Pishing is a technique birders use in the field to attract small birds in order to get a better view to identify them. By understanding what pishing is and how and when to use it, birders can greatly increase their field birding success.
Making any small, repetitive noise in an effort to attract birds can be considered a type of pishing. While these noises are obviously not bird sounds, there are several theories as to why birds will respond. The raspy quality of a pish is similar to alarm or scolding calls from many small birds, and those birds are accustomed to mobbing together to chase away larger predators; therefore, the pishing attracts a flock of small birds ready to chase an intruder. Another theory is that some higher pitched or sharper pishes may resemble insect noises and thus attract feeding birds. Many birders also believe, after watching birds respond to their pishing, that some species of birds have a natural curiosity and simply enjoy investigating unknown noises.
Whatever the real reason some birds respond to pishing, it is clear that this talkative technique can be an asset to birders who use it responsibly.
Birds That Respond to Pishing
Studies and bird reports have shown that some birds are more responsive to pishing than others, and in general the technique is largely effective in North America and northern Europe but less effective in tropical habitats. This may be because of the different bird sounds species make in different regions of the world and pishing is only useful in areas where birds naturally make similar sounds.
Types of birds that frequently respond to pishing include:
Whether or not birds respond to pishing also depends on environmental conditions, including ambient noise levels caused by weather, bird song and nearby humans. Individual birds may also vary in their responses depending on how frequently they hear pishing.
How to Pish
Pishing is an easy technique to master and many birders have their own sounds that work best in the field. Different sounds can be effective, though most are made with the teeth together and repeated 3-5 times in a slow, regular tempo. Changing the tempo or adding additional sounds to each pish sequence can also entice birds to respond.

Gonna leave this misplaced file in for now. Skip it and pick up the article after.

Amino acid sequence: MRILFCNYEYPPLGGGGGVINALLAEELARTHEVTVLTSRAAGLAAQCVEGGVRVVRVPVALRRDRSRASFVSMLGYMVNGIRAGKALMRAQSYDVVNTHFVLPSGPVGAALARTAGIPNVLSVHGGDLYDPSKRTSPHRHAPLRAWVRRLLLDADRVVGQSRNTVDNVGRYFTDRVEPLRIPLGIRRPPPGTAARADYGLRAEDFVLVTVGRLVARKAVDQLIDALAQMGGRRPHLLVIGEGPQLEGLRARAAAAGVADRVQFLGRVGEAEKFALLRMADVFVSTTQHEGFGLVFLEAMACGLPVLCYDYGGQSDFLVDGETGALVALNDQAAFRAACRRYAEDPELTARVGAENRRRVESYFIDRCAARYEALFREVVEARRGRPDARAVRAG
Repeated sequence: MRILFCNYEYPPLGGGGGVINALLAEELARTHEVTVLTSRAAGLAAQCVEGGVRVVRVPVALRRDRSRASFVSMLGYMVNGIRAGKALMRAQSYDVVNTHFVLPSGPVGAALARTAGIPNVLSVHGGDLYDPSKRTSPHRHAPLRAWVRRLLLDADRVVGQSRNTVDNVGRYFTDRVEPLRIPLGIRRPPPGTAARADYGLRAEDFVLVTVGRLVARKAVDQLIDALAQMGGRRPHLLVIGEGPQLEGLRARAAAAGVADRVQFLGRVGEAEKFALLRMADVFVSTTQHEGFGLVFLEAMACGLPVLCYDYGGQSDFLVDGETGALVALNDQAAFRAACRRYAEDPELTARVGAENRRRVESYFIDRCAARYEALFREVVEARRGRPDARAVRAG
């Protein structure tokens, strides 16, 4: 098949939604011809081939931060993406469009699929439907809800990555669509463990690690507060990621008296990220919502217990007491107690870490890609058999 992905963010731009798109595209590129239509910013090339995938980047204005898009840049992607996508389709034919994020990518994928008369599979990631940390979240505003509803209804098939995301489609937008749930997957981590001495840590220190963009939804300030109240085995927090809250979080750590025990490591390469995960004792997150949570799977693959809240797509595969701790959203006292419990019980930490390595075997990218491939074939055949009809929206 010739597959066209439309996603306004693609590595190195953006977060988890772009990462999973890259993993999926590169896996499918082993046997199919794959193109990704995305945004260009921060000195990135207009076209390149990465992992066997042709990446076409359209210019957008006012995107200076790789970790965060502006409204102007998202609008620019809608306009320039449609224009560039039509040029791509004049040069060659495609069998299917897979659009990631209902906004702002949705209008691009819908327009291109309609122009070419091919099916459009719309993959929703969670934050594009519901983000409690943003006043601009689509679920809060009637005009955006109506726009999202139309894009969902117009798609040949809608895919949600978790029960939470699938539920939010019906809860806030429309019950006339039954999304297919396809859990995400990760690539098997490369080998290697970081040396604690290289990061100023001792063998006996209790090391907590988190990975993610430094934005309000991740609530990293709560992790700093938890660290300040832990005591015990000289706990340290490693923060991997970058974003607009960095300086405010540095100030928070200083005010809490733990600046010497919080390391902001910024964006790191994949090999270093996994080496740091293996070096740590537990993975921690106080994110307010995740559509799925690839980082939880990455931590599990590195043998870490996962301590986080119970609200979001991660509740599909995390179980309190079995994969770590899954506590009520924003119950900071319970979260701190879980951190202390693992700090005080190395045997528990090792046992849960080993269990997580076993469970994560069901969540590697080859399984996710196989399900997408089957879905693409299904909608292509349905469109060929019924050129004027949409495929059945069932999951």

The most common pish syllables include:
Kissing noises, tongue clicks and a rapid "chit-chit-chit" noise are pishing alternatives that can also get the attention of curious birds.
The volume of the pish should be kept at or slightly softer than a conversational tone. Birds have excellent hearing and very loud pishes are likely to chase birds away rather than attract them. Similarly, too much pishing can easily desensitize the birds to the noise and they will no longer respond.
To Pish or Not to Pish?
While pishing is a favorite technique of many birders who haven't mastered mimicking bird calls, whether or not repetitive pishing is appropriate is hotly debated. Excessive pishing may disturb birds, drawing them away from their natural activities such as caring for nestlings, foraging or preening, and can thus negatively impact their behavior and survival. Pishing while in a group of birders may disrupt the views other birders have of the same species, or it may startle and scare away birds unfamiliar with the noise. To pish appropriately…
- Avoid pishing in sensitive areas, such as near nesting sites or when a rare bird has been sighted.
- Only pish until you have a view of the responsive bird, then cease any unnecessary noise.
- Keep pishing to a minimum when birding in a group, since not all birders agree with the practice.
- Do not pish during official bird counts or surveys unless the technique is approved for the event.
Pishing is a quick, easy technique to learn that can help both new and experienced birders get better views of birds in the field. While pishing isn't always appropriate, knowing how to pish and when to use it can help birders interact with wild birds in a fun and rewarding way.
Photo – Black-Capped Chickadee © Matt MacGillivray